Teesside participants wanted for novel migraine trial

Posted on in Research

A team of neurologists in the North of England are conducting a trial of a novel migraine treatment which uses a ‘cooling device’.

Current treatments for people with migraines do not always work and can cause side effects; there is an unmet need for new treatment options.

The trial is open to residents of Cumbria, Northumberland, Tyne & Wear, County Durham and Teesside and is looking for 90 participants from across the regions.

This study is looking for people that have had one to 15 migraines a month (episodic migraine) for over a year and have had no changes to their migraine medication in the last three months. Participants should be aged 18 to 70 with no history of heart disease and no current or planned pregnancy.

The BrainCool-Migraine trial aims to see how effective a treatment called ‘intra-nasal evaporative cooling’ is at helping to reduce the headache pain often associated with migraine.

The treatment works by introducing cooling into the passageways of the nose through two small cannulas. It is believed that this cooling may cause blood vessels surrounding the brain to narrow, thus relieving the pain and symptoms of migraine. The cooling may also directly affect cell-signalling in the brain, which may stop a migraine headache.

“Among adults of all ages, migraine is one of the top 20 causes of disability. It is becoming increasingly important to find novel, drug-free, methods to treat migraine headache. A recent pilot trial has shown that ‘intra-nasal cooling’ appears to be an effective, quick and well-tolerated treatment. Our team is now starting a larger ‘randomised’ clinical trial to provide further evidence of benefit from this application,” said Dr Jitka Vanderpol, who is leading the trial.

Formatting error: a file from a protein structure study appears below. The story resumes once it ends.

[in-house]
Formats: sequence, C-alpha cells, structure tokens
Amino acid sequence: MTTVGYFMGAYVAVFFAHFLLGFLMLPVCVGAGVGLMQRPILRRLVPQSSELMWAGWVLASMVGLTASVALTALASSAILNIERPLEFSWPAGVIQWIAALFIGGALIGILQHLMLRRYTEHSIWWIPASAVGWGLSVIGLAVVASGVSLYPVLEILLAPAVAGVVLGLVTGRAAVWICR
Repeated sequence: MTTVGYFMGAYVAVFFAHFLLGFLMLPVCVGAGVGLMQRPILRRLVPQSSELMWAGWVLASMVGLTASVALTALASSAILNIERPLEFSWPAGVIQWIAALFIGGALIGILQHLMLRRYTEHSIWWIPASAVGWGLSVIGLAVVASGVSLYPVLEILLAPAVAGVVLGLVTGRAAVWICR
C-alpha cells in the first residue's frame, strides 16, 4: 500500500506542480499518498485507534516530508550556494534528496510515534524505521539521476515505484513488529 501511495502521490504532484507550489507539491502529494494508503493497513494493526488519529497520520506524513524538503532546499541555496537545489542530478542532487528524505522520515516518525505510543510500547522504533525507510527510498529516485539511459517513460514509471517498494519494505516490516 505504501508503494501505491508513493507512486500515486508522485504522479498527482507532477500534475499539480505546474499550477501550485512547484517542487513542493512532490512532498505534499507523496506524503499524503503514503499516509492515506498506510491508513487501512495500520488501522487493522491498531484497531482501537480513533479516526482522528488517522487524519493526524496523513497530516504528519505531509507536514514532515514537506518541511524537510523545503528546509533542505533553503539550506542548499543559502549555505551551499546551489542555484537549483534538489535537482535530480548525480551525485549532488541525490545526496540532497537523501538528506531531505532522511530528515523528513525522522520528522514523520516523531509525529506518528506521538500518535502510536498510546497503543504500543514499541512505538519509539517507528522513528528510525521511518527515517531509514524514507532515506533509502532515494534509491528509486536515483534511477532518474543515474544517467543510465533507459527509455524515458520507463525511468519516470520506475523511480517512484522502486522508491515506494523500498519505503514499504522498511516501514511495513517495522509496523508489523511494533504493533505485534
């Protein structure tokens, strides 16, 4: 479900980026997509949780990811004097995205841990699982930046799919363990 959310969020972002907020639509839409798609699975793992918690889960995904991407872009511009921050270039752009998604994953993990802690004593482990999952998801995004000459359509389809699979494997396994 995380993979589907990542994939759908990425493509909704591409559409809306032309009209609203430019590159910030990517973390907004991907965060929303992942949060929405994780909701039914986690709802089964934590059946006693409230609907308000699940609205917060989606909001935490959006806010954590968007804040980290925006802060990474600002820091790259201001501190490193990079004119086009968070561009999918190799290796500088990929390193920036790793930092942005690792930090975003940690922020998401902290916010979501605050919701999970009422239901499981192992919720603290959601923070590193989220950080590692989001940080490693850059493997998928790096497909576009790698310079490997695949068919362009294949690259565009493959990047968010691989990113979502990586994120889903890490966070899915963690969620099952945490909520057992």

Participants who meet the criteria will be asked to complete a questionnaire relating to their migraines for a month to further assess if they can receive the new treatment. After this period, if suitable, participants will be given either a ‘BrainCool’ device or a ‘dummy’ device (placebo) for use during their next three migraines and will be asked to record some more information.

The device is manufactured by ‘BrainCool AB’ from Sweden. It’s CEO, Mr Martin Waleij adds: “I am delighted to work with established neurologists in the NHS to further develop and appraise our new medical device for the treatment of migraine.”

The study is now live and is planned to conclude by mid 2018, with participation lasting three to four months.

If you are interested in getting involved in this research and would like more information, please email: research@cumbria.nhs.uk or ring 07920 288244 / 01228 603145.